By enabling images of the real world to be overlaid with digital information, augmented reality (AR) may be about to redefine the travel experience. The technology is rapidly gaining ground and could allow travel companies to offer customers attractive new services – for example, by simplifying chores like measuring bags or by delivering instant insight into unfamiliar environments. But does AR promise real business benefits for travel players?
Reality + Digital Content = Augmented Reality
These days, almost everyone has heard of virtual reality (VR). Deployed in a wide variety of scenarios, from computer gaming to flight simulation, VR immerses users in completely computer-generated worlds. Less familiar, perhaps, is VR’s comparatively new cousin, augmented reality (AR).
Unlike VR, AR doesn’t generate a purely artificial environment. Instead, it supplements users’ real-world surroundings with digital elements – for instance, by adding text or graphics to a smartphone camera image. One widely publicized example of AR in action is the Pokémon Go game, where cartoon images are superimposed on images captured by players’ mobile devices.
Fewer Obstacles to Uptake Promise Meteoric Global Growth
The applications of AR, like those of VR, extend far beyond gaming. But until recently, widespread uptake was hampered by a number of obstacles. This is now changing as heavy hitters, like Microsoft and Samsung, become more active in the segment, bringing down equipment prices. Advances are also being made in the vital area of systems integration thanks to organizations such as the AR for Enterprise Alliance and the Immersive Technology Alliance.
The vast potential of the tech is reflected by cross-sectoral growth projections for the coming years. Back in 2015, the global AR market was worth some USD 3.3 billion. In the coming years, it is expected to have a CAGR of just over 85.2%, reaching around USD 133.78 billion in 2021.
Pioneering AR Solutions in The Travel Sector: Melding Real and Virtual Worlds
But can AR enhance customers’ experience in ways that deliver business benefits for travel providers? A number of big-name players clearly believe so and are already tapping the potential of AR at every stage of the journey – from travelers’ homes right through to their final destinations. The following are just a few examples of AR in action.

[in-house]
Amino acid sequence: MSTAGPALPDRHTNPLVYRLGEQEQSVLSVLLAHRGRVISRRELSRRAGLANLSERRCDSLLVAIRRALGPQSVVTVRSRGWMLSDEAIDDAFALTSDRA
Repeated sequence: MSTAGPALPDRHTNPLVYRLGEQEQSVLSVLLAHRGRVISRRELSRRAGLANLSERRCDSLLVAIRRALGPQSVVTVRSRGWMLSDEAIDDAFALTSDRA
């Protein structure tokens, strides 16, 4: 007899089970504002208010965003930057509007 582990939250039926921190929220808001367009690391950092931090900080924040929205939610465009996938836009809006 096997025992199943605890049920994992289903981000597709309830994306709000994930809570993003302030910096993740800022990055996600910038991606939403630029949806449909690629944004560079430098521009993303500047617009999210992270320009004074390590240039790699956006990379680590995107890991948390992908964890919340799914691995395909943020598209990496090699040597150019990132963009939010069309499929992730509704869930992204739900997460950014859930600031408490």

Making Life Easier for Fliers – at Home and at The Airport
Users of KLM Airlines’ AR baggage check app no longer have to worry about arriving at the airport only to find that their hand luggage won’t fit the overhead locker. Leveraging Apple’s AR technology, the solution superimposes a virtual suitcase on the smartphone camera image of the passenger’s baggage, showing at a glance whether it is within the limit.
When passengers reach the airport, American Airlines AR solution helps them find their way around with ease. The smartphone app overlays real-world images of users’ surroundings with a wealth of useful information – for example, showing the location of check-in desks, and cafes or restaurants. This enables travelers to confidently navigate the complex and confusing environment of an unfamiliar airport.
In-Depth Virtual Insight into Travel Destinations
A pilot project by TUI Destination Experiences is putting AR through its paces in the field of excursions and vacation activities. Travelers wear special AR glasses that enrich their surroundings with useful information – for example, details of artists’ lives to paintings in galleries.
When travelers are out and about at their destination, they can use Google Maps’ AR Street View mode. This combines live images from the user’s smartphone with data from Google Street View and Maps – ranging from factual information to user reviews and ratings of shops and restaurants – helping people quickly get their bearings in unfamiliar surroundings.
Tailor Your Hotel Room to Your Taste
A smartphone app launched by LIFEWTR and Marriott Hotels lets hotel guests browse virtual artwork and use it to transform the walls of their room. And another AR app from Marriot Hotels gives users the opportunity to explore potential vacation destinations on their phones from the comfort of their homes.
Keeping It Real: Business Imperative or Gimmick?
The growth forecasts for AR suggest it will play an increasingly important role in our lives going forward. And there can be little doubt that the technology has its attractions – for example, many tourist authorities successfully used the Pokémon Go game mentioned earlier to promote their destinations.
While the baggage measurement app and location-based information services presented above clearly add value, some other use cases could be seen as merely “nice to have”. What’s more, travelers’ willingness to buy into the tech will probably vary considerably depending on a number of factors, including tech savviness and age – with younger digital natives more likely to use (or even demand) an AR-enhanced experience than older demographics.
Finding the Balance that’s Right for You – and Your Customers
You should bear these are factors in mind when weighing up the pros and cons of AR for your business. Ultimately, it will be up to travel players to gauge how their customers can be expected to react to AR – and adopt an approach that taps the tech’s potential without alienating certain customer segments.